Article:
Silent March against gun violence is ‘soleful’

The Colorado Statesman

Nearly 1,800 pairs of shoes filled the west steps of the State Capitol on Thursday, symbolic of the more than 7,000 Coloradans felled by gunfire in the years since the Columbine Massacre, said organizers of the so-called Silent March to bring attention to victims of gun violence.

“Our own state, unfortunately, has been in the forefront of some of these horrible mass-shooting tragedies, so we are in a position to be a leader throughout the country in taking action,” said state Rep. Beth McCann, D-Denver, who told the crowd of roughly 100 that it was important to demonstrate that there was a vocal constituency for gun-control laws “who just will not let this issue go.”

Gun-control advocates take part in a rally at the State Capitol on April 18 as flags fly at half-staff to honor the victims of the Boston Marathon bombing earlier in the week. “Hey, Hey, NRA, how many kids did you kill today?” reads one sign, drawing attention to the gun-rights group’s role blocking a package of gun legislation in the U.S. Senate the day before.
Photo by Ernest Luning/The Colorado Statesman

McCann, one of the chief sponsors of controversial gun-control legislation this session, said she was stunned that gun-rights advocates had managed to block federal gun-control legislation a day earlier in Washington, when advocates failed to muster enough votes to overcome a Senate filibuster.

Signs list the victims of high-profile shootings in Colorado, including the Columbine High School massacre 1999 and a mass-murder at an Aurora Chuck E. Cheese’s restaurant in 1993, amid a sea of empty shoes lining the steps of the State Capitol on April 18. The shoes represent victims of gun violence in the state since Columbine, according to event organizers.
Photo by Ernest Luning/The Colorado Statesman

“My heart is heavy today at what happened yesterday in the United States Senate. It’s embarrassing, and I’m still having trouble understanding how this could happen,” she said. “But the good news is, here in Colorado, we did pass a universal background check, and we did pass a magazine limit, and we do now require people to pay to get their own background checks.” She added that she was confident that another bill she was sponsoring — it would confiscate guns from Coloradans convicted of domestic violence offenses and those subject to protective orders — would pass the House in coming days.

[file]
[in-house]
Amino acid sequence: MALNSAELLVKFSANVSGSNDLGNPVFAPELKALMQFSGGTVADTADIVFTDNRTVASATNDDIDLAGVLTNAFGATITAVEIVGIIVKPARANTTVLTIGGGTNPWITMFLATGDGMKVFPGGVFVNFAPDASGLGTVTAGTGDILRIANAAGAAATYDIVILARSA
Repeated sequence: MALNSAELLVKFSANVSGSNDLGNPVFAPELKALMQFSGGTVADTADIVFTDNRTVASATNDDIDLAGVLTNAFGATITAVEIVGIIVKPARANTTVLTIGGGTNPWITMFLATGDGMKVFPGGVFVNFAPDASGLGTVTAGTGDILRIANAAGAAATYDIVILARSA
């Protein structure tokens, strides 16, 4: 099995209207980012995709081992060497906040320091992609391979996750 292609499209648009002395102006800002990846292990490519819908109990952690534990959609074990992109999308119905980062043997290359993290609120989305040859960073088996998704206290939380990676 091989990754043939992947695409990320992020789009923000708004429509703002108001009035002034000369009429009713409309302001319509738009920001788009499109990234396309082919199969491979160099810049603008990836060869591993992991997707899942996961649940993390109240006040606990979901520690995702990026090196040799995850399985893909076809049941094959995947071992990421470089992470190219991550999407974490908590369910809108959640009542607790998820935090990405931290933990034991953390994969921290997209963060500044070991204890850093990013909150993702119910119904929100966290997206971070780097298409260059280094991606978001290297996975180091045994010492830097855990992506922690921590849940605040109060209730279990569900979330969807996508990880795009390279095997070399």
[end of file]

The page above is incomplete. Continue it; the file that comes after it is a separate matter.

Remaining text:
State Reps. Beth McCann, D-Denver, and Rhonda Fields, D-Aurora, and state Sen. Nancy Todd, D-Aurora, pray at a rally meant to honor victims of gun violence on April 18 on the west steps of the State Capitol. The three are among the chief sponsors of gun-control legislation in Colorado, including a bill to expand background-check requirements for firearms purchasers and another bill that restricts large-capactiy magazines in the state.
Photo by Ernest Luning/The Colorado Statesman

“The good news is, we are taking some action here in Colorado,” McCann said.

Colorado Ceasefire organized the event along with Moms Demand Action, the Million Moms March, Hunters Against Gun Violence and Mayors Against Illegal Guns. Other speakers at the rally included state Rep. Rhonda Fields, D-Aurora, who lost her son and his fiancé to gun violence, and state Sen. Nancy Todd, D-Aurora, whose district includes the Aurora movie theater where 16 were killed and dozens more wounded in a mass shooting last summer. Family members of victims of shootings at Columbine, Aurora and Sandy Hook Elementary School in Newtown, Conn., also spoke, some placing empty pairs of shoes on the steps.